WASHINGTON – Japan may not be allowed to join the Trans-Pacific Partnership talks as soon as Canada and Mexico as the United States has yet to determine whether to accept all three candidates at once, a senior White House official has indicated.
Michael Froman, deputy national security adviser for international economic affairs, told a think tank forum in Washington on Tuesday that the U.S. government has not made a decision “about (accepting) one, two or three” countries as new TPP members.
“We have to leave the issue for further discussion,” Froman added.
Talks in Washington are apparently moving at a slower pace over Japan’s participation in the regional free-trade initiative than Canada and Mexico.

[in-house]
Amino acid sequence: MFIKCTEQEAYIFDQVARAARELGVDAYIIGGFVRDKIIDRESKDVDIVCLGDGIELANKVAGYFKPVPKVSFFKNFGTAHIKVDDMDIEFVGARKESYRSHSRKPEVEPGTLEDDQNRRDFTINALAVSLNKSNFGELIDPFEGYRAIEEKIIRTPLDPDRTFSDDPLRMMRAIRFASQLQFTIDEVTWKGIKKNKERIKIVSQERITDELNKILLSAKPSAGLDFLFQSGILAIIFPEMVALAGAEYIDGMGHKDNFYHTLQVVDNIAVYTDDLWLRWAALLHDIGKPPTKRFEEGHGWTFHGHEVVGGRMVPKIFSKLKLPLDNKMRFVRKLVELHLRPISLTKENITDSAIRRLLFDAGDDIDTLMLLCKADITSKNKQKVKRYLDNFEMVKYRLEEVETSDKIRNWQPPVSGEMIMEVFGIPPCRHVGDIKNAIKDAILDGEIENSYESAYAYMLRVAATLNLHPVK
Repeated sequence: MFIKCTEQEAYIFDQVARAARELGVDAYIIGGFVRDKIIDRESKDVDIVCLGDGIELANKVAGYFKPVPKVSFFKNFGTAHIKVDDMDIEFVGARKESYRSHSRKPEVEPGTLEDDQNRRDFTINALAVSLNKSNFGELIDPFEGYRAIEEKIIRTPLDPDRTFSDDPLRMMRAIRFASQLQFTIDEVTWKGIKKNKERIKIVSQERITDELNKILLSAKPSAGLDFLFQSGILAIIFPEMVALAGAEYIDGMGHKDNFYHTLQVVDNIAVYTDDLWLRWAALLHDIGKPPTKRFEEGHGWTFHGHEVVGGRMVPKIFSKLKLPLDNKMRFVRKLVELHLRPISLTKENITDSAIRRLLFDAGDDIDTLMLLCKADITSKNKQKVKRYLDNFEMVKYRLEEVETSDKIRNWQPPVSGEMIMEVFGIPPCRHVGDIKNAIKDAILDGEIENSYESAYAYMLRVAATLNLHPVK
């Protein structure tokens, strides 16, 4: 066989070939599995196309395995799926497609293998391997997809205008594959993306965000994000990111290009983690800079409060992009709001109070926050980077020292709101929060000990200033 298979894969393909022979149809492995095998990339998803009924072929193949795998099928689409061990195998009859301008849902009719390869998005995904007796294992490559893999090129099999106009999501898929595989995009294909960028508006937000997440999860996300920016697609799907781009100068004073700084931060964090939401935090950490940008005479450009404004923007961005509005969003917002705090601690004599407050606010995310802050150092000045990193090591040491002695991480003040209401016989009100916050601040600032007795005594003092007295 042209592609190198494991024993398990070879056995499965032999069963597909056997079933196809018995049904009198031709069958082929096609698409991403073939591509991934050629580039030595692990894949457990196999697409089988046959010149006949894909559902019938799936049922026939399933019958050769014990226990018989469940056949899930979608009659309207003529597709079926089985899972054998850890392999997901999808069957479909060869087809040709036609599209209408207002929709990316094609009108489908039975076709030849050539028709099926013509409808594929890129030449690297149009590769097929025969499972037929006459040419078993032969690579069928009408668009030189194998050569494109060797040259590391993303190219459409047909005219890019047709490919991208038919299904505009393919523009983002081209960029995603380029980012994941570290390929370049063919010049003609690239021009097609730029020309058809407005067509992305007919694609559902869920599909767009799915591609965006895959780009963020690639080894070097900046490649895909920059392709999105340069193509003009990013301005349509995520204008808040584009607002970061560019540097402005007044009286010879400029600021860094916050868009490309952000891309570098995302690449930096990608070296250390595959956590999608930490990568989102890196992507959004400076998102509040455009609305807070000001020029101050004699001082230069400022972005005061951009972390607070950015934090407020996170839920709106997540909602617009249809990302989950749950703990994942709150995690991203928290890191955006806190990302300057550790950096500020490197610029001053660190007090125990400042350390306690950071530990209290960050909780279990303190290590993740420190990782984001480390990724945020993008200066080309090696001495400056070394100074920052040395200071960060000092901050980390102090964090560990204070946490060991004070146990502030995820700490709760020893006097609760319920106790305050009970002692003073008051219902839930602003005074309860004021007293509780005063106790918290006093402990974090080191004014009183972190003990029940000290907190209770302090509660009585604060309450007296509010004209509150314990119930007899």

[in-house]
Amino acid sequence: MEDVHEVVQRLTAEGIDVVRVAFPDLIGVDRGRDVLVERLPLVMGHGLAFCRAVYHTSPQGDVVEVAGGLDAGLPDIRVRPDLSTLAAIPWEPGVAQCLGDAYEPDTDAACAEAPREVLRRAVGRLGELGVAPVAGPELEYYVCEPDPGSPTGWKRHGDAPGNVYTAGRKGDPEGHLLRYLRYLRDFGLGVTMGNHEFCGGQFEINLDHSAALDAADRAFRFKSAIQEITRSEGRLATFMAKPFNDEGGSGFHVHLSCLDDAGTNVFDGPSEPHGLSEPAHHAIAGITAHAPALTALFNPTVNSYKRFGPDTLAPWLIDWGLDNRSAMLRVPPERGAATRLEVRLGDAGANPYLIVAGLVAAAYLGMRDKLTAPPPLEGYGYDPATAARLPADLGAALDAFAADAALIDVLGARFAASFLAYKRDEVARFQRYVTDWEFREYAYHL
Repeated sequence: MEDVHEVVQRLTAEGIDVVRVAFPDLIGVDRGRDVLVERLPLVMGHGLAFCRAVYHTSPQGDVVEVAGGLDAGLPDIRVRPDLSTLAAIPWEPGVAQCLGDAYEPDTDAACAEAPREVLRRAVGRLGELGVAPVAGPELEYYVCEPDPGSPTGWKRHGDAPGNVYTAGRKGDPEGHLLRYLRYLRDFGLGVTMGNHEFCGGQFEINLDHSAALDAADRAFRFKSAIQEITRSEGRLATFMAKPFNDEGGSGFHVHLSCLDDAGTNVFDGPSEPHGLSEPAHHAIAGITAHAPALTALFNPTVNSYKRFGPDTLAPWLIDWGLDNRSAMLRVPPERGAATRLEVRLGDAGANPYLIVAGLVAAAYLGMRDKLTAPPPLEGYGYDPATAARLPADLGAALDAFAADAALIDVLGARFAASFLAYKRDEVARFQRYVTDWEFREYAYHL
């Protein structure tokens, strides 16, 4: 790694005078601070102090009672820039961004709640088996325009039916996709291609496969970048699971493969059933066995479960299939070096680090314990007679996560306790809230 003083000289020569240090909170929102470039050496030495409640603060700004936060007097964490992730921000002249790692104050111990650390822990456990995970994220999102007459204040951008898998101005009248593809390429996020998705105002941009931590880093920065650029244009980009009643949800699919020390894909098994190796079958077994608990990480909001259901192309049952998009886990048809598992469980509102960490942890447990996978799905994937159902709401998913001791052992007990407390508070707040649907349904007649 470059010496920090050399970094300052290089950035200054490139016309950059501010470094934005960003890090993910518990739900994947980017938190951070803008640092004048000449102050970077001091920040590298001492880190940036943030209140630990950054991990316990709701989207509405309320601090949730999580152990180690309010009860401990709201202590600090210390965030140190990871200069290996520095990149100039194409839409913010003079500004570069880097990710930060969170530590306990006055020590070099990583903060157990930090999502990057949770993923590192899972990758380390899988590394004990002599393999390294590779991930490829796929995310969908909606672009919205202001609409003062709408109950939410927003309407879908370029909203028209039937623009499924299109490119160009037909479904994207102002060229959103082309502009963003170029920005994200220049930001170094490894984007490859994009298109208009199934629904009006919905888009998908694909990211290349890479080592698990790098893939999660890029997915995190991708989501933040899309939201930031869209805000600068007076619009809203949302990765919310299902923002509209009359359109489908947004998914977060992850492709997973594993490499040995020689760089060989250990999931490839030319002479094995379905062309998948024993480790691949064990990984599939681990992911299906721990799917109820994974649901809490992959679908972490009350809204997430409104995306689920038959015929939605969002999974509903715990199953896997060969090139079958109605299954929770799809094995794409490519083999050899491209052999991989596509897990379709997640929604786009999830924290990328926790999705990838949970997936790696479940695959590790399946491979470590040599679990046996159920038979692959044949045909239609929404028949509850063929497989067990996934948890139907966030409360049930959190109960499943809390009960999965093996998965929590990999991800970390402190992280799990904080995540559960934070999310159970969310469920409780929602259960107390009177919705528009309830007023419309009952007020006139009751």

Arturo Sarukhan, Mexico’s ambassador to the United States, has voiced confidence that his country will be granted permission to formally join the TPP negotiations in December, saying, “We may not be ready by (the June 18-19 Group of 20 summit at) Los Cabos, but I certainly think the Mexican government is looking to ensure entry by the end of this year.”
Trade ministers from the nine countries already hammering out a framework for the TPP held a separate meeting on the sidelines of an Asia-Pacific Economic Cooperation forum in Kazan, Russia, at the end of May and discussed the progress each TPP participant has made during bilateral consultations with Japan, Canada and Mexico.